Skip to main content
University of Wisconsin–Madison

Sorry, but making a few edits to a copyrighted photograph doesn’t give you the right to claim the image as your own.

Editing and filtering images has never been easier.  Even those that find Photoshop too much of a challenge can dabble with image editing using simple tools built into apps like iPhoto and Instagram.   But making a few edits and changing the background shouldn’t mean you own the new image.  A St. Louis Post-Dispatch photographer found himself arguing this point with a person he discovered to be appropriating his work, including the addition of a watermark crediting his own Twitter handle (below, from Twitter.com/stlramsphotos) .

Chris Lee stolen image Twitter

On his site, Jim Romenesko details the back-and-forth between photographer Chris Lee and St. Louis Rams fan Alvin Lawrence over Lee’s purloined image of Rams player Robert Quinn.  Lawrence apparently claimed ownership of the image when he sent  a framed version to Quinn, shown at top in a screen grab from Twitter posted on jimromenesko.com.   From Romenesko’s post:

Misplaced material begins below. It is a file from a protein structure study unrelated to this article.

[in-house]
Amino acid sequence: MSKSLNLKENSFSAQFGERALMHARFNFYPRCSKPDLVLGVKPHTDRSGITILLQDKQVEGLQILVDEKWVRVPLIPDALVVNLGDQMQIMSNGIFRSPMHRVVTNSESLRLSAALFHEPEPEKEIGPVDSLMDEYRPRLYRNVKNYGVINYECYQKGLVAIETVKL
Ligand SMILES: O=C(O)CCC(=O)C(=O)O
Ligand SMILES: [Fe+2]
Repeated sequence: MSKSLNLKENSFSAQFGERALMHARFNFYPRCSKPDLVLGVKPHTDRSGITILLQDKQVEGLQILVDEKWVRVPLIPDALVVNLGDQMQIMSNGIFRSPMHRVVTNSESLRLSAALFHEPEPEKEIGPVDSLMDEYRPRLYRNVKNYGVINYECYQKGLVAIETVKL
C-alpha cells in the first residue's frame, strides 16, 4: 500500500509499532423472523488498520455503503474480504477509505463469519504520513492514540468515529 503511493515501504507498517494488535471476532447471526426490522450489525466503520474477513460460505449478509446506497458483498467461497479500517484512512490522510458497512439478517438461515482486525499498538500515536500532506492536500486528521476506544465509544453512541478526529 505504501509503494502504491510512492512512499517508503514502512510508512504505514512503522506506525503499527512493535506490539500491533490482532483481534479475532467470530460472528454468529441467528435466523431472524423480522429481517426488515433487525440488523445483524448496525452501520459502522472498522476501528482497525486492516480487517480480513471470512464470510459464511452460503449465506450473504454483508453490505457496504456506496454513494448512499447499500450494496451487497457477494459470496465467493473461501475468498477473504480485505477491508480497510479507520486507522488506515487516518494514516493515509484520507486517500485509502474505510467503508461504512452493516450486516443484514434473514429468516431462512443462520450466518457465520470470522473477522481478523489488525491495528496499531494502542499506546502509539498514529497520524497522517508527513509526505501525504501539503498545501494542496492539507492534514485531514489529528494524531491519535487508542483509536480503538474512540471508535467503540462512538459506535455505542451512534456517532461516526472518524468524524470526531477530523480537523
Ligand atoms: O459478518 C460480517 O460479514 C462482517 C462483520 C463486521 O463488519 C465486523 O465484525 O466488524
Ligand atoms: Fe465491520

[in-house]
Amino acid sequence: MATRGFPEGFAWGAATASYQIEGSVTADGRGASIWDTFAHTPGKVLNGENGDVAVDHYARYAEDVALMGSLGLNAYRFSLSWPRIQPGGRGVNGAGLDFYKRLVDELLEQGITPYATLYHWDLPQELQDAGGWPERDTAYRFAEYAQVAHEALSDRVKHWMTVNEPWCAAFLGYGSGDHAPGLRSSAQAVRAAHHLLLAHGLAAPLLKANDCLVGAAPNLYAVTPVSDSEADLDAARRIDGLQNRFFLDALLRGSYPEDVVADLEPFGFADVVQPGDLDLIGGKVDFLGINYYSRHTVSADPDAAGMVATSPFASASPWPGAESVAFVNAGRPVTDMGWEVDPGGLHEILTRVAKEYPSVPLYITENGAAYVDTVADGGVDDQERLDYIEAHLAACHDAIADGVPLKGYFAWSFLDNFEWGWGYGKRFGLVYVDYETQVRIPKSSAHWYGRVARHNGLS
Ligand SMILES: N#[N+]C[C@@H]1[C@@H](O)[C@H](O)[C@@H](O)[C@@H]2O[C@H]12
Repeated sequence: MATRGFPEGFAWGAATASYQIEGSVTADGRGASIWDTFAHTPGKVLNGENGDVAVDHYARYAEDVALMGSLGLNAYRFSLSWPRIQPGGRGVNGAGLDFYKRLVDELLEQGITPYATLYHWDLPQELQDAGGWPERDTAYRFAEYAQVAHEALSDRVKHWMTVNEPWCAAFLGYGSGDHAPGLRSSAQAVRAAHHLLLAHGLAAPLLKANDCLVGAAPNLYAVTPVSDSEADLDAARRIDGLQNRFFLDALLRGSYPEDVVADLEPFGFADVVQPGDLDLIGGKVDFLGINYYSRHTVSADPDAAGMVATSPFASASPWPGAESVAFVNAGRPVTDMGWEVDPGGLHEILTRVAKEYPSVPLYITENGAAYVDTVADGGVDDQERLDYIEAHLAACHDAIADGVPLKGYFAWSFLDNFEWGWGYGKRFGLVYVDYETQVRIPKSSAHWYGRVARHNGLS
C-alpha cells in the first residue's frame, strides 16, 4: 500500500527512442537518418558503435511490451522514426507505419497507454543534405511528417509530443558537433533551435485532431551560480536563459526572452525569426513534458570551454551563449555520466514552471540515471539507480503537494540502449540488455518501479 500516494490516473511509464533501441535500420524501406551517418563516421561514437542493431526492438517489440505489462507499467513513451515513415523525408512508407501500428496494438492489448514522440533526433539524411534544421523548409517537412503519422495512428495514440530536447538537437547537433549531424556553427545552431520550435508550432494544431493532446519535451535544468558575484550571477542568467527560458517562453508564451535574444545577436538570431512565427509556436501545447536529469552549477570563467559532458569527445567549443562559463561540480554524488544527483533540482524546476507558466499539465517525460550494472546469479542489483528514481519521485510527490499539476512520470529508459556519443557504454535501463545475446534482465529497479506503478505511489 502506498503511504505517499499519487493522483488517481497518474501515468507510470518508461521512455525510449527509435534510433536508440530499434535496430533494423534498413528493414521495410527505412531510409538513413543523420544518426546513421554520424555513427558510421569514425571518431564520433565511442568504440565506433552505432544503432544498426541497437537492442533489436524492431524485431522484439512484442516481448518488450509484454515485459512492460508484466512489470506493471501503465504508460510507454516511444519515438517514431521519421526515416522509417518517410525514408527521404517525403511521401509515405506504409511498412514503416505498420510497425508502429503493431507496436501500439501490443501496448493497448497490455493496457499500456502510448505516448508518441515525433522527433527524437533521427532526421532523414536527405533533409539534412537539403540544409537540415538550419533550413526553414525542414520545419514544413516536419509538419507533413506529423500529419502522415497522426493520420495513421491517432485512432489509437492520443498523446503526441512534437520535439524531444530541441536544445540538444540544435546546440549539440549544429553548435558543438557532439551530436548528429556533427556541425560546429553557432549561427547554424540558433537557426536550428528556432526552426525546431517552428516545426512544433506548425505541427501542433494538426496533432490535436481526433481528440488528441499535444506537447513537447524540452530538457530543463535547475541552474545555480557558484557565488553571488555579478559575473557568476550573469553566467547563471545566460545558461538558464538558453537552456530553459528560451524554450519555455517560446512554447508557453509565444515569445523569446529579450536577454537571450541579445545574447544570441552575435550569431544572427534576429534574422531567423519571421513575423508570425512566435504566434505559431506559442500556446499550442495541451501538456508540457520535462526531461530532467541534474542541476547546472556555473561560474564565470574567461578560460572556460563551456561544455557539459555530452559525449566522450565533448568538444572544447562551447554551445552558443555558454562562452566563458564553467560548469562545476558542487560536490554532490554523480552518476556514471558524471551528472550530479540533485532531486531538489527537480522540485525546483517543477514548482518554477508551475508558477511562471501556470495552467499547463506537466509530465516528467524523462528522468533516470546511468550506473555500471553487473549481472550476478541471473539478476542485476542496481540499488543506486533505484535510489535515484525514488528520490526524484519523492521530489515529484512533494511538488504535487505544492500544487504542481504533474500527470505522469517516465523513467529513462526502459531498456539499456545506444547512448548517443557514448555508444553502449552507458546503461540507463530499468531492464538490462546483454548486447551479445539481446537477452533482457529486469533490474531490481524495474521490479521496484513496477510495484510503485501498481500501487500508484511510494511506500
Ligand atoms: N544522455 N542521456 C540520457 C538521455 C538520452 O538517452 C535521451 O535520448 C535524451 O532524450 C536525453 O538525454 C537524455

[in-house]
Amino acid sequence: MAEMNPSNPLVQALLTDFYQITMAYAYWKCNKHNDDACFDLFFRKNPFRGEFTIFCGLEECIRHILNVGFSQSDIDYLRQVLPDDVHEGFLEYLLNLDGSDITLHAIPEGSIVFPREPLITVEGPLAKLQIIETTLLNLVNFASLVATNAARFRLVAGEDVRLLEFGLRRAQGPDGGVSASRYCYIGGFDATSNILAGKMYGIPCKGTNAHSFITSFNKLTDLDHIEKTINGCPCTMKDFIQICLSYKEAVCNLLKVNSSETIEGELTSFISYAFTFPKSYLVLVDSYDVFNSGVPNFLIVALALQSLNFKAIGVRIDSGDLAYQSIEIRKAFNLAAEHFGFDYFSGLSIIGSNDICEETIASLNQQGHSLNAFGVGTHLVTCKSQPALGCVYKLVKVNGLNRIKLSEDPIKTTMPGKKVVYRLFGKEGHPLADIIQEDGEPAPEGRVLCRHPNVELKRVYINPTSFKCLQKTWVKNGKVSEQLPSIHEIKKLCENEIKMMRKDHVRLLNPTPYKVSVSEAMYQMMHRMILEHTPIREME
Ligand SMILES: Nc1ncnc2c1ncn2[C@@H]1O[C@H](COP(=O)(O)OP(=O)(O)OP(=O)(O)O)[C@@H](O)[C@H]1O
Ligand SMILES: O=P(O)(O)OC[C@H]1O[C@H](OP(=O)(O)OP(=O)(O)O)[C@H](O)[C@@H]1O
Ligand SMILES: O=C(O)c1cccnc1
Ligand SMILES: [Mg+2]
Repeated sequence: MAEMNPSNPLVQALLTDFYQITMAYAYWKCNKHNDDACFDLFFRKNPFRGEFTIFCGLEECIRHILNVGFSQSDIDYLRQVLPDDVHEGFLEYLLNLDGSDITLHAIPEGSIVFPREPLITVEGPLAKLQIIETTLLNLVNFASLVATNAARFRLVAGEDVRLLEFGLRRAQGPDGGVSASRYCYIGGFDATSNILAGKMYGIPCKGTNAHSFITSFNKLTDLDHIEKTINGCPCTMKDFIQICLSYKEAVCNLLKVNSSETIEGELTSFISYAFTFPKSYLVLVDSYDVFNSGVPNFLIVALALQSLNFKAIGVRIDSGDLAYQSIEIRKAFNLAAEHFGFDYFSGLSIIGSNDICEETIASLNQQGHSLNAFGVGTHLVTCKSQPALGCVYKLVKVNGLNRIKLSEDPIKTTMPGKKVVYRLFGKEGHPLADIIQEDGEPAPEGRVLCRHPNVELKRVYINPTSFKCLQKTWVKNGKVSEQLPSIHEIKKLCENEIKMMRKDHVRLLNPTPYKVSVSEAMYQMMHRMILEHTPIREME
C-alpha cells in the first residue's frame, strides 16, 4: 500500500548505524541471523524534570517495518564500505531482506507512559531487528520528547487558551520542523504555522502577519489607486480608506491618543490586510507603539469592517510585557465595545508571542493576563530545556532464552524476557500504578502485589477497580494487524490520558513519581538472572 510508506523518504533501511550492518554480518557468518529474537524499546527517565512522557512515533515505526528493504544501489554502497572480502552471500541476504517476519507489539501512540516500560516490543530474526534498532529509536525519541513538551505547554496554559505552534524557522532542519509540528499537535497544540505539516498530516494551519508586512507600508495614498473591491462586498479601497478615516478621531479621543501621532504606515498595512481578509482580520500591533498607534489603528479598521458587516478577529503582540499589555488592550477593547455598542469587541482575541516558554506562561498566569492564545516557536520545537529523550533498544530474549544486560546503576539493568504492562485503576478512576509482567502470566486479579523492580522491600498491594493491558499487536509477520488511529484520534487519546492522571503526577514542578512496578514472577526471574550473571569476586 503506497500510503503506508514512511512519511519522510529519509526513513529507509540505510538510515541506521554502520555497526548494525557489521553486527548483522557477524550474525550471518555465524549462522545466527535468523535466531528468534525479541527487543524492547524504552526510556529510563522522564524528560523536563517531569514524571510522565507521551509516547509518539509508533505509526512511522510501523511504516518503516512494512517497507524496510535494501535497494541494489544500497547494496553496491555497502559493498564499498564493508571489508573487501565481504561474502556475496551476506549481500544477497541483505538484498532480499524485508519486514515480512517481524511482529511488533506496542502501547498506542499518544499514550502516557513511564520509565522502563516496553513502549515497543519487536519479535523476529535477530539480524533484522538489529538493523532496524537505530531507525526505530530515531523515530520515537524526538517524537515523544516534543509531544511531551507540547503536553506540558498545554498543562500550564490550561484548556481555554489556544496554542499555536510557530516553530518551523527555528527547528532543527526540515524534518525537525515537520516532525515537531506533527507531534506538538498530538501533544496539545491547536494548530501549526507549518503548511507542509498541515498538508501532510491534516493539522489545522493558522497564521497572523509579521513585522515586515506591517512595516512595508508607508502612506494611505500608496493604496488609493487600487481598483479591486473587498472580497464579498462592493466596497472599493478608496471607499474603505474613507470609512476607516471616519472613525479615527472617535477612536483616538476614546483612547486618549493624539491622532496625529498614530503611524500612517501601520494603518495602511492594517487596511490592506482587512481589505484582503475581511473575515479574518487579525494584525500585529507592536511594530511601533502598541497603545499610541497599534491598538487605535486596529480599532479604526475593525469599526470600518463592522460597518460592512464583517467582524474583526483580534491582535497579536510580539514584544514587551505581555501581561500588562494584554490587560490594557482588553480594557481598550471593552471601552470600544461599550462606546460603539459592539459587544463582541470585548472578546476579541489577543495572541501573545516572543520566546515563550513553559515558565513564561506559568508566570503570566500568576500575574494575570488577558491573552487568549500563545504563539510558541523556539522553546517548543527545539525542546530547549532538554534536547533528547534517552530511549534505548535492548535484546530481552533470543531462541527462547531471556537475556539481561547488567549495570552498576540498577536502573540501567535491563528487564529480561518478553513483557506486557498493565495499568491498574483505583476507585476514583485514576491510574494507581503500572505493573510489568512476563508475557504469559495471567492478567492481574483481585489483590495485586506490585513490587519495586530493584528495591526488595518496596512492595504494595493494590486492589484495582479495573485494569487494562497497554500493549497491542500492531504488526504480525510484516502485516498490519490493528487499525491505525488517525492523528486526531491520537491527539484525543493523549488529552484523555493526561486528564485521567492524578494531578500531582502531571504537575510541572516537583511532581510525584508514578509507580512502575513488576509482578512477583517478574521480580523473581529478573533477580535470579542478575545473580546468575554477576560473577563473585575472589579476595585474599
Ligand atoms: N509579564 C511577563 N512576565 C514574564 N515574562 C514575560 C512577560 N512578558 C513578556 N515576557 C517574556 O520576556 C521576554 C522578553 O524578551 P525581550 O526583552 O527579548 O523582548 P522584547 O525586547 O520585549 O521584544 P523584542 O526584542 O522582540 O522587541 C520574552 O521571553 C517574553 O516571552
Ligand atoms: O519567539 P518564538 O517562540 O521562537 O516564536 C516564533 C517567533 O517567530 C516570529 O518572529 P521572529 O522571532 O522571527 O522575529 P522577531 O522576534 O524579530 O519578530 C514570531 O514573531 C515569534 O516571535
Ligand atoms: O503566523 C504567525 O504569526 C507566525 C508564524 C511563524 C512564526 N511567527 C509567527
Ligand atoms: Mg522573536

A few days after Christmas, Lee saw an Instagram photo of Rams star Robert Quinn holding one of his photos that had been enlarged and framed. In the comments next to the photo, the Rams player wrote that “a guy specially made it for me but idk [I don’t know] maybe he will do one for you.” Fans asked Quinn who they should contact to get their own framed prints.

A short time later, Lawrence – Mr. @stlramsphotos – tweeted: “I’ve gotten over 20+ offers from people to buy that Quinn photo off of me… Biggest offer being, $350. Wow. I’m just doing this for fun lol.”

It appears the Post-Dispatch as well as the AP, who also had an image appropriated by Lawrence, have yet to take any legal action though Lee is reportedly filing copyright infringement complaints with Twitter and Instagram on his own.

Read the entire story here.

Leave a Reply

Your email address will not be published. Required fields are marked *